The discussion leads to a mention of the movie Wagging The Dog, and he states emphatically “That’s exactly what it is! Just think of how many Black people never saw that movie. I don’t think nobody’s creativity or imagination is that good where they could just come up with scripts like that randomly. They try to give us the truth all of the time, and I think that’s their way of cleaning their hands of the situation after it’s all said and done – ‘well I told you’.”

As for the after-effect of artists banding together on 9/11 compilations to raise funds for the families of the victims, Cee-Lo says that he would graciously appear on an album of that caliber “on the strength”. “Knowledge, wisdom and understanding is a blessing as much as it is a curse. Once you know better and not do better, it’s transgression. It’s right up there with slapping your momma, it’s the worst. The only hesitancy I would have, is that I don’t know if I would be doing something for a cause that don’t nobody really understand – like we’re just trying to come together over the lives that were lost, but the underlying truth about it is notorious. It’s fucked up – if I’m right – then that’s fucked up that America would go that far. But then again, I wouldn’t want to be nowhere else but in America.”

Would Cee-Lo ever go into politics himself? “I think I’m in it already,” he says firmly.

Still Standing?

Even before Goodie MOb’s 1995 debut Soul Food, Cee-Lo was making waves with the acumen delivered with his high-pitched drawl when Outkast’s 1994 single “Git Up Git Out” featured one verse from Cee-Lo and one from Big Gipp. Although Cee-Lo’s lyrics on the song fit the pace of his co-vocalists, he stood out as an amazing talent to hungry ears and was awarded ‘Rhyme of the Month’ by the Source. Rico Wade approached Cee-Lo about working with the Goodie MOb, and the pace was set for the first single “Cell Therapy”. The follow up to Soul Food was 1998’s glowing sophomore effort Still Standing, then in 1999 the quirky quartet came with the inauspicious World Party. Although all three albums went gold, fans did not quite understand the artistic differences in World Party in comparison to the first two albums – yet for the most part they remained faithful in testament of the group’s greatness. However with no new word on a fourth project, rumors of a Goodie MOb breakup have been running rampant.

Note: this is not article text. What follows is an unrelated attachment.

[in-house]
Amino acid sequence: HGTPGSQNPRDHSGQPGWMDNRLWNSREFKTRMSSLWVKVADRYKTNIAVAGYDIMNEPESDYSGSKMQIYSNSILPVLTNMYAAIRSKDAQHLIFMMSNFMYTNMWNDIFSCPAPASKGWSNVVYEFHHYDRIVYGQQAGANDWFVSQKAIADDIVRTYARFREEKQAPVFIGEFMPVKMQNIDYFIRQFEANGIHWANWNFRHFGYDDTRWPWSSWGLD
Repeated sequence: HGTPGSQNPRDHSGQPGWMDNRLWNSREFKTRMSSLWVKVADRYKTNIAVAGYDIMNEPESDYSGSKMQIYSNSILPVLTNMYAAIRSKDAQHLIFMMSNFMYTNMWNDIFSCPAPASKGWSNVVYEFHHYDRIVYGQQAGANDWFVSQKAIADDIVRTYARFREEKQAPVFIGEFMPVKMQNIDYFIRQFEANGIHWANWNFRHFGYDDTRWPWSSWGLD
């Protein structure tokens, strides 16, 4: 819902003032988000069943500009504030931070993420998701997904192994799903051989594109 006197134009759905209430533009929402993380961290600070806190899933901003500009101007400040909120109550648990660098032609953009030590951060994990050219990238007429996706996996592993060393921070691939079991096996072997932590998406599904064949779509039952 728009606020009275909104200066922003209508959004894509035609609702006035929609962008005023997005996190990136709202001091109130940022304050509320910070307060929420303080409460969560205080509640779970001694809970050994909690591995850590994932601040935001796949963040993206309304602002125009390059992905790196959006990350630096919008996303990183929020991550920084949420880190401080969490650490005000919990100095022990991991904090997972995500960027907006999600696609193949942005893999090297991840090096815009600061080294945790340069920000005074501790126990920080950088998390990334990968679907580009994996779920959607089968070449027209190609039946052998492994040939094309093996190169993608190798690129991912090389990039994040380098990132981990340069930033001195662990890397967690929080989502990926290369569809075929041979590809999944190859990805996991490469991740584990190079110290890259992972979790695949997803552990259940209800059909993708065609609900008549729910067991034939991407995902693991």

Surprisingly, Cee-Lo does not seem disdainful about discussing the current relationship between himself, Khujo, Big Gipp and T-Mo. “Even if I didn’t want to do another album, we’re contractually obligated to five more albums,” he says guardedly. After a pause, he appears to relax into his statement. “It’s just that we started out as kids – on ‘Get Up Get Out’ I was seventeen years old. Since then I’ve evolved into a man, I’ve gotten married and had children, I have a household – and so do the other guys – different religious preferences… and [with] our music we tend to allow what is personal to bleed over into the product. It just means that we’re not all on the same creative page. Since we deal with a lot of issues like religion and things of that nature, I can’t be like ‘well I’m Christian’ and then somebody else be like ‘well shit, I’m this’ – it seems like a bunch of mixed emotions and overly opinionated version of a song. That’s how it started to feel, you know – it wasn’t the same.